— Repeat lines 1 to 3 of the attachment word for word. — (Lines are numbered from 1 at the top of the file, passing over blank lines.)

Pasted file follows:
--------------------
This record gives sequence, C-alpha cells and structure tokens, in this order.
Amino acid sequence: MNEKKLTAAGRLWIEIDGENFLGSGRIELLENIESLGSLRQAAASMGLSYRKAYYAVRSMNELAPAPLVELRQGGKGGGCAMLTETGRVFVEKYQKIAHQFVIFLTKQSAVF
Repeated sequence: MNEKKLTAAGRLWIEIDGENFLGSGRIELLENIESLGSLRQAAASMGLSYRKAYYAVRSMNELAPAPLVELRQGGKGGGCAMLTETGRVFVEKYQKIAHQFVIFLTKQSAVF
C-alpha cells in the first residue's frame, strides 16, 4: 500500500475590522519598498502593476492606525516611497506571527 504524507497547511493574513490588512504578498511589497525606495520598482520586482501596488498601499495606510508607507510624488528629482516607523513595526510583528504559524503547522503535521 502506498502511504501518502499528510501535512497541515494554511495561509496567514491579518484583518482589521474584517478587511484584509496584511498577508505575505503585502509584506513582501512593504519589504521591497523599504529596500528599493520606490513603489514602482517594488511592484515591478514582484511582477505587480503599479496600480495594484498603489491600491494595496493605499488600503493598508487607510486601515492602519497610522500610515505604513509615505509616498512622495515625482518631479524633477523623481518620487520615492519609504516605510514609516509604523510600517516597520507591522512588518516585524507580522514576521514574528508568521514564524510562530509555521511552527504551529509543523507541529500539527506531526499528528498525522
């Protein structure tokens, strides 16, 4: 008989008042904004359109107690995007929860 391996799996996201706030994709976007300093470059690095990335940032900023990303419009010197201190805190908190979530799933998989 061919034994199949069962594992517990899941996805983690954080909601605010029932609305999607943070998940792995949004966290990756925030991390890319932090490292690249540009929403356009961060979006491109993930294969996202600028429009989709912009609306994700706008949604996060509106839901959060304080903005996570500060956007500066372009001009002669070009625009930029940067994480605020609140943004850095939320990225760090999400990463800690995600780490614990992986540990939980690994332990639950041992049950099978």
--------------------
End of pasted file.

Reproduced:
This record gives sequence, C-alpha cells and structure tokens, in this order.
Amino acid sequence: MNEKKLTAAGRLWIEIDGENFLGSGRIELLENIESLGSLRQAAASMGLSYRKAYYAVRSMNELAPAPLVELRQGGKGGGCAMLTETGRVFVEKYQKIAHQFVIFLTKQSAVF
Repeated sequence: MNEKKLTAAGRLWIEIDGENFLGSGRIELLENIESLGSLRQAAASMGLSYRKAYYAVRSMNELAPAPLVELRQGGKGGGCAMLTETGRVFVEKYQKIAHQFVIFLTKQSAVF